FYI - Beavertail - a slight drop angle to the rear section of the floor, beginning somewhere behind the axles. This allows vehicles with very low ground clearance to be rolled into the trailer without 'high-centering'. Ramp door is one of those rear doors that folds down to become the ramp for the trailer. You can have a beavertail trailer with a ramp door and ramp extensions (I do !). The longer the door and extentions and the longer the beavertail inside the trailer, the easier time you have loading really low crap inside. Also FYI - you can buy an open trailer with a beavertail (I have one of those, too).

If you're just getting started (and it sounds like you are), my advice is to find an open trailer - new or used - that meets your needs. Get a big enough one (18'-20') so you can build a tire rack on the front and add a BIG locking storage box to hold tools/parts/crud on the very front. Live with it for a while. If you decide you want an enclosed trailer, you can easily get rid of the open one. You probably won't have more than $2500 into the open trailer, even if you buy it new. The 'delta money' is better spent on cars, parts, entry fees, restaurants and bar bills. Storage space shouldn't be that big an issue at first, since your tow vehicle has lots of space. My rule of thumb: Tow vehicle and trailer can NEVER cost more than the race car. This should be an inviolate, universal rule but I see people show up at tracks with a $10K race car in/on a $60K rig. Hmmm...they've messed up their sybiotic balance - their kharmic dissonance - their etherial flatulence....they've messed up something - "Whoa baby...towing is just to get there, but it's not the destination".

I raced for years with an open trailer. Got snowed on, got rained on. So what ? I still occasionally run off to a race weekend with minimal crap and a car on an open trailer, just to simplify my life. Better mileage on the tow vehicle, and gets me back in touch with my racing roots as "rat-boy racer". I didn't buy an enclosed trailer until I had a race car with no roof/doors/windows, and I then went shopping for an enclosed with a well-sorted list of things I needed. I'm probably 1-2 years away from looking for something bigger than my current 24', but what will drive it isn't creature comforts but rather eliminating an aging trailer (mine is a '96 and does 30+K a year) and more capacity (i.e. 2 cars, either a stacker or a loooong goose-neck).

For the time being, I'll ignore Sharon's crack about my "fleet of semi functioning vehicles", posted above. Humfpf. 4 of the 5 race cars in the fleet are currently in running, and tech-legal racing condition. How's that Rabbit that you and Corey and Spandex-boy own, Sharon ??? I hope you can hear the razzberry from 3000 miles away !!!!!!!!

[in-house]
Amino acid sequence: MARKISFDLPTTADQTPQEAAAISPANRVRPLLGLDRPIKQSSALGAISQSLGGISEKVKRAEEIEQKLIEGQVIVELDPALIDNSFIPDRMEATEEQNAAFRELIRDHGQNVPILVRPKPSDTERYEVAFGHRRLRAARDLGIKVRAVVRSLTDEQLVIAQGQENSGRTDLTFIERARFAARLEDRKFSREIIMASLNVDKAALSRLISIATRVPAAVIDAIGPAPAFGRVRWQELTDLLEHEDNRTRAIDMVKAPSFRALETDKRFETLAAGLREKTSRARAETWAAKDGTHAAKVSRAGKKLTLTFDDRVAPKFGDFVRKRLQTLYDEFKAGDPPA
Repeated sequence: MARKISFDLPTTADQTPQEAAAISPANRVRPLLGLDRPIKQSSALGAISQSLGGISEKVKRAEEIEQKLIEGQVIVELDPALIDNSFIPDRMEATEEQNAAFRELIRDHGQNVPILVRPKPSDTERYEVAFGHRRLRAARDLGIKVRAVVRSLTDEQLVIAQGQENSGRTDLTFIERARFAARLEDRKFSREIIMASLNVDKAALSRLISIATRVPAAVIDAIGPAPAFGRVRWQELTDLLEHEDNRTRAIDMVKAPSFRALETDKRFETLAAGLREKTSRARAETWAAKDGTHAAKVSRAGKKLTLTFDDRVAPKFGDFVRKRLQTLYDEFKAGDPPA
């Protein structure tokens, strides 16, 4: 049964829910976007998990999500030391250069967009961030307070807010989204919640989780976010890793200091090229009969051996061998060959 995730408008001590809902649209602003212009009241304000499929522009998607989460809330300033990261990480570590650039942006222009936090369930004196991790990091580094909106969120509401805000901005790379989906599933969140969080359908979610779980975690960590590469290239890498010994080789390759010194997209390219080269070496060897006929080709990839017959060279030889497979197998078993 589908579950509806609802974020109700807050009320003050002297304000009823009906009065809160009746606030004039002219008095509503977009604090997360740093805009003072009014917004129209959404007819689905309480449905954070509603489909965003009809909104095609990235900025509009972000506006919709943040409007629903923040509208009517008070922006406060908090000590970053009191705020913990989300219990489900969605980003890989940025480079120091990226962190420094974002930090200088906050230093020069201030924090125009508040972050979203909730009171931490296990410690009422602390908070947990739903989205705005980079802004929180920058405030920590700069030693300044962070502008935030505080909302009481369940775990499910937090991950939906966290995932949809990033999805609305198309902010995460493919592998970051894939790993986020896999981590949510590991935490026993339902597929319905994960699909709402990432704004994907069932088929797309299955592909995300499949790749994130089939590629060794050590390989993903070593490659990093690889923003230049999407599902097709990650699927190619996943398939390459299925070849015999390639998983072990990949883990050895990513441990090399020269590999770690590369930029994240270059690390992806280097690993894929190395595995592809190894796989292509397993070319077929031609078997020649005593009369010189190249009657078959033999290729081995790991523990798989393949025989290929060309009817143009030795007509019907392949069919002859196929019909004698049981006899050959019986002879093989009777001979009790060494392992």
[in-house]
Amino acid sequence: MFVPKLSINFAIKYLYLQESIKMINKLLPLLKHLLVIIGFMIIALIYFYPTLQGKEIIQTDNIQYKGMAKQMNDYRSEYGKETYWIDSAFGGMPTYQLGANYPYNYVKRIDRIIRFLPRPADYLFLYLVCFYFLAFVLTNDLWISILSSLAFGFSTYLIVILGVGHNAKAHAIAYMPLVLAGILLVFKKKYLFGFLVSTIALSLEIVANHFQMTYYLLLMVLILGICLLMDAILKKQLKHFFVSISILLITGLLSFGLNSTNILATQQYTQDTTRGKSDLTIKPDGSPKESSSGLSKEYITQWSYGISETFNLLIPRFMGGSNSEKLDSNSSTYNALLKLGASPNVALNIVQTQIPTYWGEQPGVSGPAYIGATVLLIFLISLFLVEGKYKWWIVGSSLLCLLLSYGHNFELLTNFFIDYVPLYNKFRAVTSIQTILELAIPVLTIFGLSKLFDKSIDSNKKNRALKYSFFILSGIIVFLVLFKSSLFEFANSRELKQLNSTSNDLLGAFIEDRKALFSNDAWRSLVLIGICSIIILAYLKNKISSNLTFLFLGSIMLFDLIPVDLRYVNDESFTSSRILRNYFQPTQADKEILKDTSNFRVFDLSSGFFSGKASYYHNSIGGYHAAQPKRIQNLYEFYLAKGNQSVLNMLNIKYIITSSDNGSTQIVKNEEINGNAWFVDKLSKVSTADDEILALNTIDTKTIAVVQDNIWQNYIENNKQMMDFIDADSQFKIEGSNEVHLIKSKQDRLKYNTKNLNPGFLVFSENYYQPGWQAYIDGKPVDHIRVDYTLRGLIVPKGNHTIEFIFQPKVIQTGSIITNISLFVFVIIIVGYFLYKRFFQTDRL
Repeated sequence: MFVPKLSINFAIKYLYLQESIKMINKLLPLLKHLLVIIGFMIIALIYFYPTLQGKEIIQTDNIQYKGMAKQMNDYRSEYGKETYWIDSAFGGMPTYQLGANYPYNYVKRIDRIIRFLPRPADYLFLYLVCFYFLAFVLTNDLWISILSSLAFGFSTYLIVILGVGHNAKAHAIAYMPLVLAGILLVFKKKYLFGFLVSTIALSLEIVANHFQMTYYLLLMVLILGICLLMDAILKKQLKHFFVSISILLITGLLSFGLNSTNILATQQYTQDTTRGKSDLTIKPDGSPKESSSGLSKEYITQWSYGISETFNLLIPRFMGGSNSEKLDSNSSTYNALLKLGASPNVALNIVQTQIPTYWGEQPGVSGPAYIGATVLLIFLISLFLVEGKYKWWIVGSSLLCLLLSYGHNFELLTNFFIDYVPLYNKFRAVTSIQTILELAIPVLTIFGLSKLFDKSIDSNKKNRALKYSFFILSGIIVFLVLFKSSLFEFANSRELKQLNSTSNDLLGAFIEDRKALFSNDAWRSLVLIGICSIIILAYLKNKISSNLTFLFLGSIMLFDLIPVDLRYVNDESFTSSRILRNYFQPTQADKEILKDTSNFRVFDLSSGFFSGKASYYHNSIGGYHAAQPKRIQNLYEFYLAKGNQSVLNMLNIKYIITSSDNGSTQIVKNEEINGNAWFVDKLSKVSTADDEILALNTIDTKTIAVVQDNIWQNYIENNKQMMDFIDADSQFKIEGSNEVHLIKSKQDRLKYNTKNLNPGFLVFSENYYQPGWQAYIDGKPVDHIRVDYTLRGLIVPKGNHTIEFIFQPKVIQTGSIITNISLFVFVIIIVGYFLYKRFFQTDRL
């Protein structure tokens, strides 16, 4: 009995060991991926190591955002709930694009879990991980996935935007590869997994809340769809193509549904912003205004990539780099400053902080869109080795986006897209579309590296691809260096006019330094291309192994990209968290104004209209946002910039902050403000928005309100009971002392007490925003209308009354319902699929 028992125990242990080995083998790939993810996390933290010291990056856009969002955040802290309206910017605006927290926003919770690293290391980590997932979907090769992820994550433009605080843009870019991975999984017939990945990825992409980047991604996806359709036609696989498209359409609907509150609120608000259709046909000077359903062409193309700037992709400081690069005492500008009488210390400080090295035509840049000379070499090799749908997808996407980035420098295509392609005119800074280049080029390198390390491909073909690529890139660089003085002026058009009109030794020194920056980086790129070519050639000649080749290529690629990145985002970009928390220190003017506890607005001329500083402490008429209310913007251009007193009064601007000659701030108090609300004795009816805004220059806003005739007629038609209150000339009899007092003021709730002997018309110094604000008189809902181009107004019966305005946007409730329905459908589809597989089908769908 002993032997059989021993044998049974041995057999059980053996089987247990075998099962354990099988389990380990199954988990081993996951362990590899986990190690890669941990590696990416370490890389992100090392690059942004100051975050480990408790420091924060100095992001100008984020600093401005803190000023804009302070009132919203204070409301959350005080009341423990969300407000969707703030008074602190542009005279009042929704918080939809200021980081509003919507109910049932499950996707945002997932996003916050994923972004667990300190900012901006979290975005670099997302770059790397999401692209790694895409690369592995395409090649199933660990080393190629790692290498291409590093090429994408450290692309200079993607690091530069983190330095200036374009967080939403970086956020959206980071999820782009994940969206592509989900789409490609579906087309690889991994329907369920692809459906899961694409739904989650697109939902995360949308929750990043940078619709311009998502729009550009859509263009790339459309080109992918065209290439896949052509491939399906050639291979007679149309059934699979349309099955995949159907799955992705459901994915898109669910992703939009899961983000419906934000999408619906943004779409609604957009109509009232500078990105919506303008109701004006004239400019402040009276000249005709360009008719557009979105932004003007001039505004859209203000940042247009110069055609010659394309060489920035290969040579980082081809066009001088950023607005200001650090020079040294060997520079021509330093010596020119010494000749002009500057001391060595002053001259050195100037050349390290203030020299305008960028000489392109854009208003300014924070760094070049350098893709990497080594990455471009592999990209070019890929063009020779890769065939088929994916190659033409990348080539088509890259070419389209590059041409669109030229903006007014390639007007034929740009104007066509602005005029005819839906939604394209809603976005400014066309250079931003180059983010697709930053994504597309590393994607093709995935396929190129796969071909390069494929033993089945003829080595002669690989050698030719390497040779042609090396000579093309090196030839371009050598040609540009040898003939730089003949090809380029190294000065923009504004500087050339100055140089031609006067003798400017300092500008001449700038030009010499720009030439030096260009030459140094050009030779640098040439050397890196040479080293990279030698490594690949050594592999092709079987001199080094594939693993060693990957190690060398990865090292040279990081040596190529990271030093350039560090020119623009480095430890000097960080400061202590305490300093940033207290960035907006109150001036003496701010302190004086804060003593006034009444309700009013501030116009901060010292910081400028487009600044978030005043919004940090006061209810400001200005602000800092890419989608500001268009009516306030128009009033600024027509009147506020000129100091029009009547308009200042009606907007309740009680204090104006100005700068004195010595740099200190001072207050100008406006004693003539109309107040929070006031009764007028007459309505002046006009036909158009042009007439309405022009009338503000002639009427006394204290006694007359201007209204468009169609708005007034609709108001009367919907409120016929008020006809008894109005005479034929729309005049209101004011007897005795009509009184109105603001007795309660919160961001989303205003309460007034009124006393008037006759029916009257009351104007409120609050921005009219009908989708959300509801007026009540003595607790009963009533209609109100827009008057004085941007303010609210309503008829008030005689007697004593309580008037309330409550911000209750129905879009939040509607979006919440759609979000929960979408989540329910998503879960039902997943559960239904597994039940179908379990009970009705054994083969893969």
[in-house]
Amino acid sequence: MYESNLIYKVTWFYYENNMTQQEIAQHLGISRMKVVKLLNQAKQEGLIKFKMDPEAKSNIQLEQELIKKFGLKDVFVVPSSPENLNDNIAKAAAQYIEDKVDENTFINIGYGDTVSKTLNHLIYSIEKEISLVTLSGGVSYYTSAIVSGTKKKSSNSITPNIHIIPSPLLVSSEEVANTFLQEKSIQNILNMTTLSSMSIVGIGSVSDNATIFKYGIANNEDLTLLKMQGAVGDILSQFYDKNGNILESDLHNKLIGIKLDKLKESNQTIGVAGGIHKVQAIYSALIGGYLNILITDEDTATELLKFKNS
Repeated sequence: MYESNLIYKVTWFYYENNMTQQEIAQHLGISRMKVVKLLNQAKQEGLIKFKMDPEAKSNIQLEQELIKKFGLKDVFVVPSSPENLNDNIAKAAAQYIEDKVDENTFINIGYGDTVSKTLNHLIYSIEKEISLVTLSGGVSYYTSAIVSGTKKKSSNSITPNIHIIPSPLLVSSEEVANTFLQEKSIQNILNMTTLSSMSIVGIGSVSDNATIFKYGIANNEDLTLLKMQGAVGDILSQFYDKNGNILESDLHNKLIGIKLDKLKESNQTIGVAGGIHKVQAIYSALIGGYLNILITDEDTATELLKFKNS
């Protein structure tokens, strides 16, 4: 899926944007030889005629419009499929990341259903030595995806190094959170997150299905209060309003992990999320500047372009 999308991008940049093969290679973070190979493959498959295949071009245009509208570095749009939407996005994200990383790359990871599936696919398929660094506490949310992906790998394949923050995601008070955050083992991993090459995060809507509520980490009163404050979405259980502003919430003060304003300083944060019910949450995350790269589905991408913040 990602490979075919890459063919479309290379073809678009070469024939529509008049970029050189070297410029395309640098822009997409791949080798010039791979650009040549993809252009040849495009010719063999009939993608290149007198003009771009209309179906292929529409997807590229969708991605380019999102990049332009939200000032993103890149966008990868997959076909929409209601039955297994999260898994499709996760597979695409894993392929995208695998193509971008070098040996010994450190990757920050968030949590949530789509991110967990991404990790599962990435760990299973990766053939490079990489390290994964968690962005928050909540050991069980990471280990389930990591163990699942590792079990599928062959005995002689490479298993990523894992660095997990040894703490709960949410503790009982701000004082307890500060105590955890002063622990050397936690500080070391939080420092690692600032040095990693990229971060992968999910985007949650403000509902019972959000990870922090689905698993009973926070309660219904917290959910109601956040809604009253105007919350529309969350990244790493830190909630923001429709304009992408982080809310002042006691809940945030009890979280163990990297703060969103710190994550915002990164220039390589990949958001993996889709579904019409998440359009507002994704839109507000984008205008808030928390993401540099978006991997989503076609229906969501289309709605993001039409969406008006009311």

- Yet another short bit of advice from TSR Labs, where your reality is kinda strange, but not anywhere close to how strange OURS is....

12-09-2002, 03:29 PM

12-09-2002, 04:13 PM
Yes, it is apparent that I am just starting out. Thanks for the reality check.

Aluminium or otherwise? I've been keeping an eye for ads over the past few weeks, most car haulers listed have been either the enclosed racer package version or the I-beam/angle iron with oak deck monstrosities. Dry weight on these things is probably more than the car. Most seem to have dual 3500lb axles, the heavier the trailer, the less the payload capacity.

New Featherlite open trailers start at ~$4K with no options. Trailex's are even more. And they don't have beavertails.

Am I looking in the wrong places?

Corey S
12-09-2002, 04:45 PM

Corey S
12-09-2002, 04:58 PM
To be honest with you, I haven't seen a single aluminum open trailer that I thought would last more than 2 or 3 years with frequent use. I checked 'em out quite a bit (yes, they do look flashy and nice), but the more I learned, the less I wanted one.

A friend we frequently caravan with, used one for the trip to Topeka last year, and I was less than impressed. It was one of the "nice" Featherlite open trailers, no beavertail, but rear pull-out ramps. He had his E46 M3 on there, and just the weight of the car made the decking of the trailer bow enough that you could see it. If you start loading up things like a tire rack and storage box, I don't think the welds would hold up very long! Not to mention if you tie down anywhere other than the 4 designated tow hooks, you bend the crap out of the rails.

They are definitely way overpriced.

If I were feeling rich, and spending $4k on an open trailer, I'd get one of those steel tilt-bed or kwik-load types. They are also a little overly expensive, but are nice if you have a really low car.

<a href="">Jim-Glo tilt-bed</a>
<a href="">Kwik-Load</a>

If you can find a decent used steel trailer, even with wood decking for $1500 or less, probably worth it just to get used to it. You won't lose a lot if you get rid of it in a couple years when you decide what you really want.

12-10-2002, 07:28 AM
Are you looking in the wrong places ? Yes.

Everyone here in the northeast seems to have "Econo" brand trailers, built by Dively. I bought mine years ago, but I know they're still around and have a big dealer network. There are other manufacturers with similar trailers, too.